Going forward, am I going to try Physique 57 again? Only if they offer another free promotion — and if next time I tell the instructor a fake name.

Have you ever taken a barre class? Was it as painful as my experience?

Running Training

Heavy Weights

I’ve done a lot of reading on the inception of running, and while the etymology of the word jog is reportedly unknown, this much I know to be true:

When distance running came into fashion in the 1970s, much conventional wisdom surrounding the sport was misguided, sexist or downright wrong.

Take a quick glance back through the past five decades of casual and competitive road racing—fine, I’ll do it for you—and it becomes painfully clear that in the 70s, sports science related to my favorite pastime was still in its infancy. Also in their infancy in 1970? Current forty-three year olds, if my math serves me, the odds of which, uh, requires more math.

Take, for example, the following popular misconceptions of the early running boom. These since-refuted claims—while not held by everyone—were oft repeated nonetheless in the literature of the time, or so this non-time-traveling 1985 baby has read:

  • Marathon running causes sterility in women.
  • It’s best not to hydrate at all during a 26.2-mile race.
  • Weight lifting has no place in a runner’s training schedule.

The first two have been overwhelmingly refuted in both scientific study and anecdotal evidence in the generation since, but the third—that weight training and running are mutually exclusive—has somehow persisted.

Many runners—including this one—shy away from strength training even in today’s day and age because:

  1. We don’t want to gain bulk that will weigh us down come race day.
  2. We don’t want to injure ourselves or increase muscle and joint soreness.
  3. We don’t want to waste precious time in the weight room when general consensus says the best way to run better is to simply run more.
  4. We can’t do a push-up. Oh? What’s that you say, other runners? Huh. Well, good for you. I guess that’s just me then.

Or in other words, for the last two years of race training, every time my schedule read this:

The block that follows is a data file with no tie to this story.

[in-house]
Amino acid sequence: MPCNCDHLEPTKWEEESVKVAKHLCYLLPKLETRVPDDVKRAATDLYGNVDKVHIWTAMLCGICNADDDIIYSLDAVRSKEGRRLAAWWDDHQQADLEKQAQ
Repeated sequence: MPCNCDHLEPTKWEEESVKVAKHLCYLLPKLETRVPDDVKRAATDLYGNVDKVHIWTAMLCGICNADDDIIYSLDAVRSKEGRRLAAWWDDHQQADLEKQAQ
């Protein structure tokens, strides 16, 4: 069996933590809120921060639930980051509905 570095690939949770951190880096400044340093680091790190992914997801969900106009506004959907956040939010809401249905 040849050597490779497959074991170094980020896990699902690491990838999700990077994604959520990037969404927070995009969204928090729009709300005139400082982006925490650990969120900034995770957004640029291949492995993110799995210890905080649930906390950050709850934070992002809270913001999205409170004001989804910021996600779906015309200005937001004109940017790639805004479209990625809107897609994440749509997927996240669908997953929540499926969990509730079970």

I saw this:


(I could upgrade to Photoshop, sure, but the rebellious teenager in me would miss Paint’s spray paint tool too much.)

Skipping strength training (and, let’s be honest, stretching as well) didn’t seem to do me much harm as I trained for my first marathon, having little goal in mind except to finish. But with my race times having since plateaued, I’m starting to think running alone isn’t going to cut it for me anymore as I look to improve. Enter strength training.

Although common knowledge used to dictate strength training was detrimental to the distance runner, science now suggests the addition of some lean muscle can actually improve a runner’s VO2 max, strengthen joints and connective tissue, ward off injury and prevent muscle imbalances, particularly when it comes to the smaller stabilizer muscles that are often underutilized when logging flat mile after flat mile. With that in mind, I rolled up to a group strength training class at my gym last week, and while the bicep curls left my forearms screaming, I’m optimistic the net benefit will be well worth the strain.

Weight training scares me, sure, but just like corralling up at the Verrazano Bridge this November 3 isn’t going to make me sterile, I think pumping some light iron on a weekly basis can only serve to improve my overall fitness, making me a better runner at the end of the day. Yes, it might leave me aching, but I think given the reported benefits, I should just grin and bear it.

Grinning and bearing.

Do you supplement your running with weight training? Have you seen improvement and/or been elected California governor as a result?